2. They are not forced to Assimilate (Assimilationism)

To assimilate, on the other hand,  means to become similar. When two things assimilate, they become similar to each other, so that it becomes difficult to distinguish one from the other.

When things assimilate, they lose their individual identities. The term assimilation is most often used in chemistry and biology to describe how nutrients and other chemicals are absorbed by organisms.

Once these are absorbed by the organism, they become a part of the organism and can not be separated from it. In cultural melting pots, different cultures assimilate, and lose their individual identities. 

Origins of Cultural Pluralism

The terms ‘cultural pluralism’ and ‘multiculturalism’ were developed in the United States during the early 20th century in response to the massive influx of migrants from all over the world, and a concomitant shift in the ethno-cultural makeup of the United States.

With the arrival of streams of immigrants from Italy, China, Poland, Spain and other countries, the dominant ethno-cultural character of the USA, defined by its earliest settlers who had arrived from northern European countries, and were Anglo-Saxon, Germanic, or Scandinavian, began to change.

This sparked a debate among American intellectuals and policymakers on how to best describe American culture – as a melting pot, or a salad bow? Multicultural or culturally plural? Whether the new arrivals should assimilate or integrate?

Who Invented the Term ‘Cultural Pluralism’?

The Harvard philosopher Horace Meyer Kallen (1882 – 1974) is credited with coining the term cultural pluralism. A German born Jew who emigrated to America, Kallen experienced the travails of the integration and assimilation first hand as he struggled to preserve his Jewish identity while identifying as an American.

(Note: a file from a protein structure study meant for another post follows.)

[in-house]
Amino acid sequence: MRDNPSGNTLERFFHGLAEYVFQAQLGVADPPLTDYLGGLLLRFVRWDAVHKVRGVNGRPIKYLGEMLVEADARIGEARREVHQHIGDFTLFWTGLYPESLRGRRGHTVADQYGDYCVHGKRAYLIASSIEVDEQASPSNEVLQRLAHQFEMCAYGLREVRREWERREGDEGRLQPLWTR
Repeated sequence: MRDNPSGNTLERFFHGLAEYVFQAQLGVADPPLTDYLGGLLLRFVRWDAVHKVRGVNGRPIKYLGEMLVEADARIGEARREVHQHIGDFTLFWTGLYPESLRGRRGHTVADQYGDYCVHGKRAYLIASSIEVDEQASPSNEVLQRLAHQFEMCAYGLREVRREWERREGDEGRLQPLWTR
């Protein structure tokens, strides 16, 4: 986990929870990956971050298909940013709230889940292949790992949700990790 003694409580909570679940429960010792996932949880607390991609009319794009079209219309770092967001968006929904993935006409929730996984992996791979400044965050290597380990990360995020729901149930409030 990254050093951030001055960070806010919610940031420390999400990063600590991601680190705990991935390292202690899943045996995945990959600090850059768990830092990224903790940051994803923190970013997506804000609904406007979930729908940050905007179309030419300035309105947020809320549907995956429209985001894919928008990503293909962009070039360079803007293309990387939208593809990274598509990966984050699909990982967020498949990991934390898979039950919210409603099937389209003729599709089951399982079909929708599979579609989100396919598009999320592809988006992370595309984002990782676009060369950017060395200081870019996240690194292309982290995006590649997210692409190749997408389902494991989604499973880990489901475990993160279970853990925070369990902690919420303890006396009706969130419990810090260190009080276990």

Kallen was concerned that many Jewish immigrants to the United States were getting assimilated into the “melting pot” of America and losing their Jewish identities.

Kallen’s concerns had previously been expressed in 1908 by Israel Zagwill, a Jewish plawright, when he wrote the play “The Melting Pot” about a Russian Jew who emigrates to America in the aftermath of religious persectution, hoping to live in a society free from any distinctions and divisions among men.

Zagwill’s play popularized both the term “melting pot” and the ideas associated with a cultural melting pot. In response, Kallen wrote his 1915 essay Democracy vs the Melting Pot in which he laid out his defence of a cultural pluralism as a more desirable for Amercian democracy. 


In a world that is increasingly becoming globalized and culturally diverse, being able to use the correct lexicon that captures its essence correctly is imperative. While the subtle differences between cultural pluralism and  multiculturalism, salad bowl and melting pot, integration and assimilation might seem like an exercise in splitting hairs to some, a social scientist can ill-afford to overlook the importance of taxonomy.


Ashcroft, R.T. and Bevir, M. (2017) Multiculturalism in contemporary Britain: policy, law and  theory Critical Review of International Social and Political Philosophy, 21(1), 1-21.

Ethnolgue. (2019) What countries have the most languages. Retrieved from: 

Feichtinger, J. and Cohen, G.B.  (2016) Understanding Multiculturalism: The Habsburg Central European Experience Berghahn Books

Mayer, K. (1951). Cultural pluralism and linguistic equilibrium in Switzerland. American Sociological Review16(2), 157–163.

Ratner, S. (1984). Horace M. Kallen and Cultural Pluralism. Modern Judaism4(2), 185–200. 

Schachner, M.K. (2016) From equality and inclusion to cultural pluralism – Evolution and effects of cultural diversity perspectives in schools  European Journal of Developmental Psychology 16(1), 1-17.

Heritagepedia. (2022). The World of Amish Crafts – A little known slice of American history. Retrieved from 

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Dr. Chris Drew is the founder of the Helpful Professor. He holds a PhD in education and has published over 20 articles in scholarly journals. He is the former editor of the Journal of Learning Development in Higher Education. [Image Descriptor: Photo of Chris]